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Mr. Dowson,

After having read numerous posts on Saitek yoke calibration, I can't find the answer to this question. I have adjusted my yoke calibration a number of ways to get rid of a yoke response visual cue. When banking, I watch the yoke in the aircraft and as I pass the 45 degree yoke position, it suddenly flips to the 180 degree position. The simulation bank also increases. I have also read your manual and am about to start programming in FSUIPC. I would like a hint in this area of calibration to keep from chasing my tail.

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After having read numerous posts on Saitek yoke calibration, I can't find the answer to this question. I have adjusted my yoke calibration a number of ways to get rid of a yoke response visual cue. When banking, I watch the yoke in the aircraft and as I pass the 45 degree yoke position, it suddenly flips to the 180 degree position.

Sounds very much like a faulty yoke.

The simulation bank also increases. I have also read your manual and am about to start programming in FSUIPC. I would like a hint in this area of calibration to keep from chasing my tail.

There's not a lot you can do with a seriously faulty piece of hardware. But certainly try calibrating properly. There are numbered steps for that in the User Manual, in the chapter on calibration. just follow them.

Pete

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Mr. Dowson,

The Saitek end of travel position is at 45 degrees below level flght. This means there is 90 degrees physically missing from the yoke travel arc when compared to the simulator visual cues. Will I be able to impose a simulated 360 degree lock to lock action on a 270 degree lock to lock yoke? I do not believe my yoke is defective, just deficient.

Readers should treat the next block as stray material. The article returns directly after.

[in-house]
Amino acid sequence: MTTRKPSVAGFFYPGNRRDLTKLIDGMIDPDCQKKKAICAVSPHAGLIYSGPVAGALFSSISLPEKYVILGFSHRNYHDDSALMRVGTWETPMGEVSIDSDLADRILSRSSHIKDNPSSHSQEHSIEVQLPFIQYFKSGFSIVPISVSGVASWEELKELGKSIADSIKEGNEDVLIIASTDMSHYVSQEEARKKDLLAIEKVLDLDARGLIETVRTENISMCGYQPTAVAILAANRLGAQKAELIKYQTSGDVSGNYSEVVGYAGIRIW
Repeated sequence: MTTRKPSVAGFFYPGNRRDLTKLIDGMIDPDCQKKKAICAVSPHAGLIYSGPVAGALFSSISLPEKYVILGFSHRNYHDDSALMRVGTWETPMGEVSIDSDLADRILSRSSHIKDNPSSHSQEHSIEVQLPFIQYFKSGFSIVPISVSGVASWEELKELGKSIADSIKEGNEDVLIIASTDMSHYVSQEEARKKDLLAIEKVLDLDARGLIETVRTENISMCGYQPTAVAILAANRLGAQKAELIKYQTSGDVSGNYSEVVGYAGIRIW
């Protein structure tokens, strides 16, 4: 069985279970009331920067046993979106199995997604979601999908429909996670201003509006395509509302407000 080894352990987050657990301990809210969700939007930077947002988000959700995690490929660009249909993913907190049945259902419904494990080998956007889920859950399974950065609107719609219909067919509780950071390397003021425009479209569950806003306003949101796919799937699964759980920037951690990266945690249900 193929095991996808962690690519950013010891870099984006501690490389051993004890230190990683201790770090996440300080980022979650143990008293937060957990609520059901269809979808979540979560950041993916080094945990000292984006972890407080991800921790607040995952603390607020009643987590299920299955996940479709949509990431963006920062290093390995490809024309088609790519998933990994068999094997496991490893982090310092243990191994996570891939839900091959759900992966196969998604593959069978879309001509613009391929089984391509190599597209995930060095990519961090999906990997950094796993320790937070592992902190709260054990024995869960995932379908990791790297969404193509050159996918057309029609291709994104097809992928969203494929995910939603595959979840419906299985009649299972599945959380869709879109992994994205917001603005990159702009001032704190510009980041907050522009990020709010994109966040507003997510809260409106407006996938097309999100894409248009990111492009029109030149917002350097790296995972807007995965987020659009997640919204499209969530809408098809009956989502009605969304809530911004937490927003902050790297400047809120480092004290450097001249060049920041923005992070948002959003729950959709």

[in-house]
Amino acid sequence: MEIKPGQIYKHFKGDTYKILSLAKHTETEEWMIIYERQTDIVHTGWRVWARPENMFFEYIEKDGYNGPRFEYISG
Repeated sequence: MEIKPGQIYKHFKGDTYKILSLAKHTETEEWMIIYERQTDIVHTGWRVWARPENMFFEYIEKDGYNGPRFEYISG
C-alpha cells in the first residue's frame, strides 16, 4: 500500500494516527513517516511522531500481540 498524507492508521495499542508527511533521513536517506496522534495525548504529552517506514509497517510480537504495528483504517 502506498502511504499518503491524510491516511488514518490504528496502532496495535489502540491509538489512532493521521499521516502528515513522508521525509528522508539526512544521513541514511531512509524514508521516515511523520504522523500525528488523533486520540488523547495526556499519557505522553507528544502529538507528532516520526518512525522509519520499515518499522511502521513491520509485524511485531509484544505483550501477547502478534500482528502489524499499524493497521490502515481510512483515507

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The Saitek end of travel position is at 45 degrees below level flght. This means there is 90 degrees physically missing from the yoke travel arc when compared to the simulator visual cues.

I don't understand what you means, really.

Will I be able to impose a simulated 360 degree lock to lock action on a 270 degree lock to lock yoke? I do not believe my yoke is defective, just deficient.

It is faulty if, as you said, as you pass the 45 degree yoke position, it suddenly flips to the 180 degree position. There should be no such sudden change of input, it should be smooth from one pend to the other.

Calibration is the process of matching a real world lever/axis numerical input range to a desired simulator one. That's what it is for. Just follow the numbered steps. I don't understand your continual need for some sort of assurance. The only difference between FSUIPC's calibration methods and those provided by game controller applets is that it is numerical and more precise.

Regards

Pete

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  • 2 weeks later...

I think he's refering to the fact that you're only able to rotate the Saitek Yoke 45 degrees left and right. In FS (and IRL), the yoke is able to rotate 90 degrees left and right. I assume the TS is interested in knowing how to compensate for this in the FSUIPC response curves.

Johan

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I think he's refering to the fact that you're only able to rotate the Saitek Yoke 45 degrees left and right. In FS (and IRL), the yoke is able to rotate 90 degrees left and right. I assume the TS is interested in knowing how to compensate for this in the FSUIPC response curves.

Sorry, that makes no sense. The 45 degrees on the hardware yoke will match the 90 degees of the FS yoke if the axis is calibrated correctly. The response curves only change the rate of change -- a normal linear change will do the job just as well. No "compensation" is needed. The minimum and maximum input values will reach the minimum and maximum values FS can accept, and therefore its yoke movement. That's the whole point of calibration, which seems to be ignored here.

If what you are saying is that he wants the visible FS yoke movement to match his yoke, then he could do that by fiddling the calibrated max and min values in the INI file so values which cannot be reached by the yoke. For instance, assuming the actual max and min inputs were 16000 and -16000, setting the calibrated ones to 32000 and -32000 would limit the input from the yoke to half of the full FS range, so limiting its visible yoke movement correspondingly. This might make flying more difficult in certain circumstances, however, and to me would seem to be a daft thing to do.

Regards

Pete

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